The Indonesian rupiah has gone through a rough ride this year as the currency continues to weaken against the US dollar. In early May, it breached its psychological barrier of Rp14,000 per US dollar, making it the second-worst performer in Asia in the February-to-April period.
The country’s central bank, Bank Indonesia, has intervened several times by buying sovereign bonds and selling foreign currency to stabilise the rupiah. However, the currency’s downward trend continues. As of July 13 2018, the rupiah stood at around Rp14,400 per US dollar.
I will highlight below the factors behind the rupiah’s depreciation while also elaborating on the winners and losers of the weakening currency. I will also discuss the prospect of the rupiah bouncing back.
One domestic factor behind the weakening of the rupiah is the lower-than-expected growth of Indonesia’s gross domestic product (GDP) as a result of sluggish consumer demand.
However, the depreciation against the US dollar is not isolated to the rupiah. Other major Asian currencies have fallen against the dollar too. In other words, external factors have also played an important role in the depreciation of the rupiah.
A major external factor in the weakening of rupiah is the aggressive decisions of the Federal Reserve (the Fed) to raise interest rates in the US. The Fed has raised US interest rates two times in the first half of 2018. These decisions were taken to control inflation in the US following the country’s recovery from the global financial crisis.
The US rate hikes lure investors to invest more in US dollar-denominated financial assets and drive their portfolios away from emerging countries like Indonesia. This triggers higher demand for the US dollar, and hence strengthens the dollar against other currencies including the rupiah.
Winners and losers
The rupiah depreciation is bad news for Indonesians travelling overseas as well as for Indonesian online shoppers. Plane tickets, hotel fares and prices of imported goods that are quoted in dollars become more expensive.
When importers lose out, Indonesian exporters on the other hand benefit from the situation. Foreigners will find Indonesian products cheaper to purchase with the weakening currency. Indonesia’s manufactured goods and other key export products will therefore gain competitiveness in the world market.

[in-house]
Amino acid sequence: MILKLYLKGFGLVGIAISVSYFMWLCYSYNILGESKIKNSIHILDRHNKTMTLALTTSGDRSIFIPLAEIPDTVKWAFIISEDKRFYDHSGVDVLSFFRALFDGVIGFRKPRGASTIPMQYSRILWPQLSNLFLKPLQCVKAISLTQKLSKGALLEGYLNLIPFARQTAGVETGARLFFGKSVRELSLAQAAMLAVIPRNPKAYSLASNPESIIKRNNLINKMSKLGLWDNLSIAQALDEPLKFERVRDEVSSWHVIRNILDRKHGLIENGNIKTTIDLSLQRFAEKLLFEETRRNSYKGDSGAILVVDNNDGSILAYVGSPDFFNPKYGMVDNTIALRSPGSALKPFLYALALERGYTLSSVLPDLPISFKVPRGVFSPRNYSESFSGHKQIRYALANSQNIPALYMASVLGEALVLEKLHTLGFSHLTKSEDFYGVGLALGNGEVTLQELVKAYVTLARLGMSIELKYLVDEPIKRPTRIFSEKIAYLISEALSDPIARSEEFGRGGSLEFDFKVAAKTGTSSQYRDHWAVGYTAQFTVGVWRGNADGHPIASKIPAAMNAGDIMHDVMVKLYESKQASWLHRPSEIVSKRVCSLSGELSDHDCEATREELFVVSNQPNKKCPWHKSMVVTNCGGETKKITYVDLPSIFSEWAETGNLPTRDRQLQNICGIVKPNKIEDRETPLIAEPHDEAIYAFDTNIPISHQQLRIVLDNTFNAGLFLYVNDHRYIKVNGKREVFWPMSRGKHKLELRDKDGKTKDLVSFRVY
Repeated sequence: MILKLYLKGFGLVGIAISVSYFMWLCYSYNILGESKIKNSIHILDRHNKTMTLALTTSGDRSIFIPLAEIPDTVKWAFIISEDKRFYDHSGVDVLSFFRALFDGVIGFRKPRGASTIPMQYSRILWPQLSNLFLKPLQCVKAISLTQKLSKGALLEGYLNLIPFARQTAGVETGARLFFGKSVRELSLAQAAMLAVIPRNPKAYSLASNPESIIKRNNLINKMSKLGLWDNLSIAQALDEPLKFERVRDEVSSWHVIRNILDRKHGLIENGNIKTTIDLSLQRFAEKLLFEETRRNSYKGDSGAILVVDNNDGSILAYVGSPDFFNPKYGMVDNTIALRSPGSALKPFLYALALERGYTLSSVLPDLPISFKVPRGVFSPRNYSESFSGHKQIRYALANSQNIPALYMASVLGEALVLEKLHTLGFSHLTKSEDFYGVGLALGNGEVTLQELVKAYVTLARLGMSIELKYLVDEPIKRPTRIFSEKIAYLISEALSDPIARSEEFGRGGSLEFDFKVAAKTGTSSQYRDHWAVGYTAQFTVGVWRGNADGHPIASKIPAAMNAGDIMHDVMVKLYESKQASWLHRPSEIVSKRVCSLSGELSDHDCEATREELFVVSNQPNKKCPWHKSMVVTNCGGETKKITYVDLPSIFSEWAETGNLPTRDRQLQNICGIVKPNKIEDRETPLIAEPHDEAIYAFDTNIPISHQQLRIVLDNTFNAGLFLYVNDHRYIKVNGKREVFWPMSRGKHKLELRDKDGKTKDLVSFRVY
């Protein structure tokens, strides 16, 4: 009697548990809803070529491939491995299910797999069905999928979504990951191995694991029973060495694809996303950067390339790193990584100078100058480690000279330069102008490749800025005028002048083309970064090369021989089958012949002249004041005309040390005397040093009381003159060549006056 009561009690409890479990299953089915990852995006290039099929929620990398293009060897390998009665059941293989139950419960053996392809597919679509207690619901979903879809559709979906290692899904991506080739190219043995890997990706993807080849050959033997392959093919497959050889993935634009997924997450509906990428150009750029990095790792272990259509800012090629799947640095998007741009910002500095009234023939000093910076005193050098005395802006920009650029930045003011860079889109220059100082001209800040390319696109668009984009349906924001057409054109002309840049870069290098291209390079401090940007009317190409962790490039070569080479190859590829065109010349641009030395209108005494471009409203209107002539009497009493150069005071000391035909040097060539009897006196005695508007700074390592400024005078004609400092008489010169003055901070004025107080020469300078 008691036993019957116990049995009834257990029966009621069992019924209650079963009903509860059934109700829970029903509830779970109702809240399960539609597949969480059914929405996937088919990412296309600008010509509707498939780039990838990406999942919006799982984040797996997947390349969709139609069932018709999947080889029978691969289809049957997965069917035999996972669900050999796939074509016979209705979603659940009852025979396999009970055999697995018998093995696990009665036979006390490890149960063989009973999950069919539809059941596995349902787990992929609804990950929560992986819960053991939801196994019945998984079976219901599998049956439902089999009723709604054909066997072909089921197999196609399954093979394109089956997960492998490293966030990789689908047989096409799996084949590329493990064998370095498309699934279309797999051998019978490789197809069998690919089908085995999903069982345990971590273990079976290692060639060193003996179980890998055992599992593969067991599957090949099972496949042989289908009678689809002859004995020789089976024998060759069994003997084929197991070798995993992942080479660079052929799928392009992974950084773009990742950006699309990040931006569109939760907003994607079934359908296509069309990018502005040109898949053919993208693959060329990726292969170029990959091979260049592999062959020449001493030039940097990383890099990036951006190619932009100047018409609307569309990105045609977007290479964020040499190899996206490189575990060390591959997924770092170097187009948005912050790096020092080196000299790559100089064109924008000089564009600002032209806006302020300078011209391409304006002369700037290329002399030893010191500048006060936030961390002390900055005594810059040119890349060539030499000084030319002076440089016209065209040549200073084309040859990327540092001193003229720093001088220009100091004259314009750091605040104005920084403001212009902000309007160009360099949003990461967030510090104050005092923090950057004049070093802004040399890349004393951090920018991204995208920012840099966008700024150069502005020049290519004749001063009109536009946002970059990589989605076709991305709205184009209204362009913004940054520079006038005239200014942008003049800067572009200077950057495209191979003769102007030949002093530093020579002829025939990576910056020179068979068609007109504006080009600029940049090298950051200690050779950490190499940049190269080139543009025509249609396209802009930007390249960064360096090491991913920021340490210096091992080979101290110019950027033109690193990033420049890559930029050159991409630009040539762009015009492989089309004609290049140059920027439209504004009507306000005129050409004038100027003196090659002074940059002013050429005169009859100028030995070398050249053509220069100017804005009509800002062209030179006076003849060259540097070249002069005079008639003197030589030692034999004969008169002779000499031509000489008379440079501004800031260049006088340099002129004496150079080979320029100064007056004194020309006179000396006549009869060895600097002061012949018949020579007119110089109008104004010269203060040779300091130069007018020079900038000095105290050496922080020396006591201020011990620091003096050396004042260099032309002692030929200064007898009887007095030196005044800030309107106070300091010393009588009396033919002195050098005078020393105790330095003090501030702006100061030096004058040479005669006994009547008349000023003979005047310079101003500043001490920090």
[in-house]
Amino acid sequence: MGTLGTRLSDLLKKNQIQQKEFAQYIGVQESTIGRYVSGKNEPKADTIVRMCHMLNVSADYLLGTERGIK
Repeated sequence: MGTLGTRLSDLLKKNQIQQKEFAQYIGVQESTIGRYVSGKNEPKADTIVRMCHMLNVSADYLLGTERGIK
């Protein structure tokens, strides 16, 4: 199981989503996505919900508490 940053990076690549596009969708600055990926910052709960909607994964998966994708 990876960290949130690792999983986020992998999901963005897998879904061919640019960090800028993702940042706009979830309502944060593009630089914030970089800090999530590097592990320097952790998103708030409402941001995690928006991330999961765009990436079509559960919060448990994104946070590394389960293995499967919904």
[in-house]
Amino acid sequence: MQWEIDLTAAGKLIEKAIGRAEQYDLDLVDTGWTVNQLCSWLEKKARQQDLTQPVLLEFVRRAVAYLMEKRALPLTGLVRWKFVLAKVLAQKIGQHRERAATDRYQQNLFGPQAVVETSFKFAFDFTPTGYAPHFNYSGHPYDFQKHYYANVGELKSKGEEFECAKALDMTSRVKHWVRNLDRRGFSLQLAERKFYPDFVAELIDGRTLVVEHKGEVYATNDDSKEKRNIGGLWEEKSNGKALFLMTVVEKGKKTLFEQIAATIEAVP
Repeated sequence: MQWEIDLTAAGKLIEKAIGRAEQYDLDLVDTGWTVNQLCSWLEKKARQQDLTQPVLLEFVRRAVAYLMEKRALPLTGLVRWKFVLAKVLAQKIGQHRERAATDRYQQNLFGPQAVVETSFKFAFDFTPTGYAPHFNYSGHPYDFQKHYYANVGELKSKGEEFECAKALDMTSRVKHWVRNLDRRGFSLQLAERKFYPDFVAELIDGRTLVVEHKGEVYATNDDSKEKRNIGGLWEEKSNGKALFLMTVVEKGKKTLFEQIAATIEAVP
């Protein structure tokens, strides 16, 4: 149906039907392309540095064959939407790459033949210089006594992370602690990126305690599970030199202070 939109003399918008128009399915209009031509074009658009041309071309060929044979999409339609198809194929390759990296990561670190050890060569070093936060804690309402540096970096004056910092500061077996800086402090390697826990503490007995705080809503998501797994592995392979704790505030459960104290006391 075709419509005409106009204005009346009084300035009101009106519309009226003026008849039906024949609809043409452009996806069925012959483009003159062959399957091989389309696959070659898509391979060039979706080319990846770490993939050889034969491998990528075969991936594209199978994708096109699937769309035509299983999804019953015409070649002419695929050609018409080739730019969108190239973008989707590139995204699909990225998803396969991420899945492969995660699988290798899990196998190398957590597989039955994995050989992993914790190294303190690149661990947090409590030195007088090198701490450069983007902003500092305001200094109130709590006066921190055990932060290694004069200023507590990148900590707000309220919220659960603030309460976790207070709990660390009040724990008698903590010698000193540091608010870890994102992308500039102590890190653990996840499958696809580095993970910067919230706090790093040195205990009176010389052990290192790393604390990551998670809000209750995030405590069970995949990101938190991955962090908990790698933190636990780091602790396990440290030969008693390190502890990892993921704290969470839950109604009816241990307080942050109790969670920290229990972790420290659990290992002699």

In the bigger context, the increase in exports, combined with the decrease in imports, will result in an increase in Indonesia’s net exports. This will be favourable to stimulate short-run growth in Indonesia, whose annual economic growth remains stagnant at the 5% level over the past few years.
For a more comprehensive analysis of the impacts of the currency depreciation, we also need to look at the rupiah’s movement in terms of its real effective exchange rate (REER) index.
The REER index goes beyond the simple nominal valuation of the rupiah against the US dollar. The index measures the weighted average value of rupiah in relation to a basket of several currencies of Indonesia’s key trading partners such as the US dollar, the Chinese yuan, the euro and the Japanese yen. Further, the index also incorporates the effects of domestic and foreign inflation on Indonesian trade competitiveness.
Putting it simply, we can only conclude that Indonesia will gain trade competitiveness if the rupiah not only depreciates against the US dollar but also declines in terms of its REER index. Data obtained from global macroeconomic database CEIC show a decrease in the rupiah’s REER index between April 2017 and March 2018. This verifies that the rupiah depreciation would have improved Indonesia’s trade competitiveness and helped to stimulate growth.
In short, the weakening of the rupiah is actually a positive thing for the country’s economy.
However, a further depreciation of the currency must be treated with caution as it can cause more harms than gains.
A further depreciation will create a greater burden for the Indonesian government in paying its debts in foreign currencies.
Inflation rates will also increase as domestic production in Indonesia becomes more expensive because of the higher prices of imported materials. Consequently, Indonesia can expect Bank Indonesia to further increase interest rates to both control inflation and stimulate a higher demand for the rupiah.
It should not come as a surprise if the rupiah touches the Rp15,000 level by the end of the year.
The Fed is expected to further raise interest rates in US. It has in fact signalled its intention to have two more rate hikes this year.
Adding to these, now we have the China-US trade war. The trade conflict will likely have negative impacts on Indonesia’s exports in commodities such as biodiesel and the derivative products of crude palm oil.
Given that China and US are Indonesia’s top two export destinations, the negative implication of the trade conflict for these two countries can also hurt Indonesia. This will reduce demand for the rupiah and lead to its further weakening.
Bank Indonesia in this case needs to be prepared to sell more of its foreign exchange reserves to avert a crisis for the rupiah. Fortunately, unlike the 1998 Asian financial crisis, the central bank is now better equipped with more reserves to intervene in the market should the ride get too rough.
So, rupiah, brace yourself! The rough ride will persist in the near future.